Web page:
# fibre to fabric notes

## Fibre to Fabric

• FABRIC: Cloth or other material produced by weaving or knitting fibres.
• We wear clothes to protect our bodies against the weather- strong sunlight, extreme cold or heat, and rain.
• Clothing was invented between 50,000 and 1,00,000 years ago.
• The clothing of a person depends on various factors such as climate, culture, profession, weather changes etc.
• YARN: Spun thread used for knitting, weaving, or sewing.
• FIBRE: A thread or filament from which a vegetable tissue, mineral substance, or textile is formed.
• There are two kinds of Fibres – NATURAL & SYNTHETIC.

## Natural Fibre

Natural fibres are obtained either from plants or animals.

### ​Plant source:

Plant Source are cotton, jute, coir

COTTON

• Cotton plant is a shrub.
• Cotton is a soft fibre that grows around the seeds of the cotton plant.
• The fruit of the cotton plant is called cotton ball.
• It grows in Black soil.
• It requires warm climate with moderate rainfall.
• It is a soft fibre.
• It is sown between May & September.
• Harvesting begins in October.
• GINNING: cotton balls burst open after maturing. It is a process in which the cotton fibres are separated from the cotton seeds or lint.
• SPINNING: A process of making yarn from fibers. In this process a mass of cotton wool fibers are drawn out and twisted. It is an art where the fiber is drawn out, twisted, and then wound onto a bobbin. By this, fibers come together to form a yarn. Spinning can be done by hand and charkha. On high scale production, spinning is done with the help of machines.
• WEAVING: The process of combining and organizing two different sets of yarns together to make fabric is called weaving. It can be done on looms that are either - hand operated or power operated. It is a method of textile production in which two definite sets of threads are braid together at right angles forming a fabric or cloth.

JUTE:

• It is the second most important fibre after cotton.
• Jute is a fibre obtained from the bark of the jute plant.
• It is a long, soft, shiny plant fibre that can be spun into coarse, strong threads.
• One of the CHEAPEST natural fibre.
• Useful properties: Biodegradability, Durability, & Strength.
• Grows best in warm, humid climate, with plenty of rainfall.
• Alluvial soil is best.
• It is a rainy season crop.
• In India, jute is mainly grown in West Bengal, Bihar & Assam.
• Sowing is done between February and may.
• It is harvested from June to September depending upon whether the sowings are early or late.
• After harvesting -> the stalk of the plants are tied into bundles and soaked in water for 20 days, this process is called retting.
• It softens the tissues and permits the fibres to be separated.
• The fibres are then stripped from the stalks in long strand & washed in clear, running water. Then it is dried for 2-3 days before sending it to the mills.
• Use- sacks, coarse cloth, curtains, carpet, chair cover, hessian cloth.

COIR

• Obtained from the outer covering or the husk of the coconut.
• Use – ropes, floor covering and also stuffing in mattresses and pillows.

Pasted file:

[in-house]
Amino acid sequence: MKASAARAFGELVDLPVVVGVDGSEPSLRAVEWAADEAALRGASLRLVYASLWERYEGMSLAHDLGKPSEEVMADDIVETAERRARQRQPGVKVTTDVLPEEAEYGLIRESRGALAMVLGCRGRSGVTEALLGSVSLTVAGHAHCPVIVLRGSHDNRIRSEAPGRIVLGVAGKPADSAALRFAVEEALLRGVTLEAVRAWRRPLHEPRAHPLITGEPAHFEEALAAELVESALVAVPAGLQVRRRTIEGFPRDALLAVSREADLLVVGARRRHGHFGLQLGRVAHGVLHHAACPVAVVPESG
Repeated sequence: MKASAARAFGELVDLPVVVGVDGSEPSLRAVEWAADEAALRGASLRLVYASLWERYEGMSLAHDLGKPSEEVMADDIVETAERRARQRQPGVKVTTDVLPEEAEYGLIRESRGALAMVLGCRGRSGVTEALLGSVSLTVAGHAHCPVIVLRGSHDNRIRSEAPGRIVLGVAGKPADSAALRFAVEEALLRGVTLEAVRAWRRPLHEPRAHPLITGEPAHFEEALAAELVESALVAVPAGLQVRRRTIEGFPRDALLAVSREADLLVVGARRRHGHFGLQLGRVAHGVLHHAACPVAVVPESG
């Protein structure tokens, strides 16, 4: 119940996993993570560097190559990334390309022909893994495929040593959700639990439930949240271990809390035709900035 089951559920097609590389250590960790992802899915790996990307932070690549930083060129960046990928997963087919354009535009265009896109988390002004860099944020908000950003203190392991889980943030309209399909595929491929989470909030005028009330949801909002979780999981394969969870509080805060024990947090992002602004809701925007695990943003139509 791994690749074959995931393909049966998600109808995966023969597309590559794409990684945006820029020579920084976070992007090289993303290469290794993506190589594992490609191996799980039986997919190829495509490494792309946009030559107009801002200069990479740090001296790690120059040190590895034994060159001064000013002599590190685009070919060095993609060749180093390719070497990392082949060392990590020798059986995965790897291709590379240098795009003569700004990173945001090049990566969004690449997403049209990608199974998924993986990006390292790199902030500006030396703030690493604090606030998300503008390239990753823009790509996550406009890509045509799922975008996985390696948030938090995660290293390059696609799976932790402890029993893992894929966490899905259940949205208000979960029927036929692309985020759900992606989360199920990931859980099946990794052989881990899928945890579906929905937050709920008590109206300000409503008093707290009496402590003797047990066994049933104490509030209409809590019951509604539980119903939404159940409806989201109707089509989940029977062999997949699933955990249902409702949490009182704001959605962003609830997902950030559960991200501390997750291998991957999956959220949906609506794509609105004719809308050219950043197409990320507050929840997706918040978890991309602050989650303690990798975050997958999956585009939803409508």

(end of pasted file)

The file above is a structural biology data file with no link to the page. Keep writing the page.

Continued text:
SILK COTTON

• It is obtained from the silky hairs that surround the seeds of kapok trees that grows in India & Malaysia.
• It is light and fluffy.
• Used for stuffing cushions, mattress, sound insulation.

### Animal source

Animal Source are wool, silk

WOOL

• Derived from the hair of sheep.
• SHEARING – the process of removing the wool from ship using a special type of clippers.
• KNITTING - In knitting, a single yarn is used to make a fabric. The process of making a fabric by interlocking loops of single yarn with knitting needles or machines, is called knitting. Knitting is done by hand and also on machines.
• Wool is fluffy, hence retains air. -> Air is bad conductor of heat -> thus woolen cloths retains the body heat and makes us feel warm in cold weather.
• Australia – leading producer of wool in the world.
• India – ranks 9th.

SILK

• Silk is obtained from the cocoon of the silkworm.
• Silkworms feed on the leaves of mulberry plant.
• India has the unique distinction of being the only country producing all the five kinds of silk namely, Mulberry, Eri, Muga, Tropical Tasar and Temperate Tasar.
• The caterpillars of the domestic silk moth (also called ‘Bombyx mori’) are the most commonly used silkworm species in sericulture
• Each worm spins a continuous thread up to 800 meter long to make a cocoon.
• COCOON: The silky covering spun by the silkworm (or caterpillar) of silk moth is called cocoon. The cocoon is made by silkworm to protect its development as pupa.
• The cocoon is boiled in water to kill the silkworm & then the silk fibre is removed.
• SERICULTURE: Rearing of silkworms for production of silk is called sericulture.
• First developed in China.

## Synthetic Fibres

• For thousands of years natural fibres were the only ones available for making fabrics.
• Synthetic fibres are man-made fibres, made only from polymers found in natural gas and the by-products of petroleum.
• Examples of synthetic fibres are polyester, nylon and acrylic.
• Clothes made from synthetic fibres are stronger and do not wrinkle easily.
• Can not absorb sweat, hence un suitable for hot and humid weather.

• Notes
• Assignments
• NCERT Solutions

### Practice Question

Question 1 What is $\frac {1}{2} + \frac {3}{4}$ ?
A)$\frac {5}{4}$
B)$\frac {1}{4}$
C)$1$
D)$\frac {4}{5}$
Question 2 Pinhole camera produces an ?
A)An erect and small image
B)an Inverted and small image
C)An inverted and enlarged image
D)None of the above